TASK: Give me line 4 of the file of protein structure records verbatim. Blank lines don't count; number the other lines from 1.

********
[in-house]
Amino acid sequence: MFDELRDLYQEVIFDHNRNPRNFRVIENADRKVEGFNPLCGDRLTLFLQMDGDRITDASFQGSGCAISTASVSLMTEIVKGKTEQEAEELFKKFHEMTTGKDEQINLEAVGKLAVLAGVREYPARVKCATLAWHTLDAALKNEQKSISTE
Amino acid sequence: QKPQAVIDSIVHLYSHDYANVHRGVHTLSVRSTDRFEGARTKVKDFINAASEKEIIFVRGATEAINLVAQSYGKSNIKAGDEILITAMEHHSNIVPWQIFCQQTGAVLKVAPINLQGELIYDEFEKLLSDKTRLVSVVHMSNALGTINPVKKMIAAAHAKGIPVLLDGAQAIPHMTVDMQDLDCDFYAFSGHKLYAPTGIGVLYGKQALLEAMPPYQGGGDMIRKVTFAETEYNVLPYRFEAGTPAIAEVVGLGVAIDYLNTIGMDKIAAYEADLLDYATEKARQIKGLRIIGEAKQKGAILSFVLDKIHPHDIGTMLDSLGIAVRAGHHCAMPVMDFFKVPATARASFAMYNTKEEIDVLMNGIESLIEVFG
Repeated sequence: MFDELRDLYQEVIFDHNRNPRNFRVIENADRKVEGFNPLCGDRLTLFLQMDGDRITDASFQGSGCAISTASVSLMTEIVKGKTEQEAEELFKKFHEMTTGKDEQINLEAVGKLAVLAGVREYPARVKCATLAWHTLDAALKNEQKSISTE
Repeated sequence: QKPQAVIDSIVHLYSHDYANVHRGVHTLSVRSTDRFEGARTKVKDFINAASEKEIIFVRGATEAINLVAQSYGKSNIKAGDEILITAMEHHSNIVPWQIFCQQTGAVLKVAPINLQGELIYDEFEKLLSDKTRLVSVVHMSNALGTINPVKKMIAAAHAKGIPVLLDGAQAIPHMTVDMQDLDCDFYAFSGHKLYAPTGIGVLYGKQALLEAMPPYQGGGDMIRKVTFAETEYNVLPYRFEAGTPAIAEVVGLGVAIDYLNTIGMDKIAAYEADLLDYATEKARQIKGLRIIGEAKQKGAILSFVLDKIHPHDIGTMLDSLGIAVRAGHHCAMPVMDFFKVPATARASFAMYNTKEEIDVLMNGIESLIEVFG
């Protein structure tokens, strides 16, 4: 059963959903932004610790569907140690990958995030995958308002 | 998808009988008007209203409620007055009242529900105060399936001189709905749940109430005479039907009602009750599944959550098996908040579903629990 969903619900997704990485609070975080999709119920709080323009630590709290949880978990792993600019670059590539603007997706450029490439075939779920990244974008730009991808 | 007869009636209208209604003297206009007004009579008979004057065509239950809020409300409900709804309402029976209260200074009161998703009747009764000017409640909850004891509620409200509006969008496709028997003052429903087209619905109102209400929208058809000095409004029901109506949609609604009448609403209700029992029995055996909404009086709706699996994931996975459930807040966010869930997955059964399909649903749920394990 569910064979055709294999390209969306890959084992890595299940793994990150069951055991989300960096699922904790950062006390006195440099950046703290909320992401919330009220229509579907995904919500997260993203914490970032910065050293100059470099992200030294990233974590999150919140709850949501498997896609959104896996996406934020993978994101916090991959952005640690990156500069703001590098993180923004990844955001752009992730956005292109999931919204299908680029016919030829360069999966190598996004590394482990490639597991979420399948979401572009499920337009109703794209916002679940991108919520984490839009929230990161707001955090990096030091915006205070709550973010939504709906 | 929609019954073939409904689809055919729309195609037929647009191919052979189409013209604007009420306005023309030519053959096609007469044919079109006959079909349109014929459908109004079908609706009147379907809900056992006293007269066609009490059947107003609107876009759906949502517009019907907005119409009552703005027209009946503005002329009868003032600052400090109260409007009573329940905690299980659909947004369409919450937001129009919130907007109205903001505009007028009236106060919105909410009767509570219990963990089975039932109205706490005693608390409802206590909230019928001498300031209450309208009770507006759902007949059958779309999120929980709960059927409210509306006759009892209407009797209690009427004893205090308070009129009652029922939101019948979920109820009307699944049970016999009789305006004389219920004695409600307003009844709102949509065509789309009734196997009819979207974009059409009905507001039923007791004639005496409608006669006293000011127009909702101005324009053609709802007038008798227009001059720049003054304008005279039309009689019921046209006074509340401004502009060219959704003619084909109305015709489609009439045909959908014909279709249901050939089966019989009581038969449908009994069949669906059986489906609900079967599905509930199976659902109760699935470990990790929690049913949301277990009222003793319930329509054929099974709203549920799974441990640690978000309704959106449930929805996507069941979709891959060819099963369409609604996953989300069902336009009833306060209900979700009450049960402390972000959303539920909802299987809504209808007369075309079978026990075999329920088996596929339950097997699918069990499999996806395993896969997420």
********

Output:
Repeated sequence: MFDELRDLYQEVIFDHNRNPRNFRVIENADRKVEGFNPLCGDRLTLFLQMDGDRITDASFQGSGCAISTASVSLMTEIVKGKTEQEAEELFKKFHEMTTGKDEQINLEAVGKLAVLAGVREYPARVKCATLAWHTLDAALKNEQKSISTE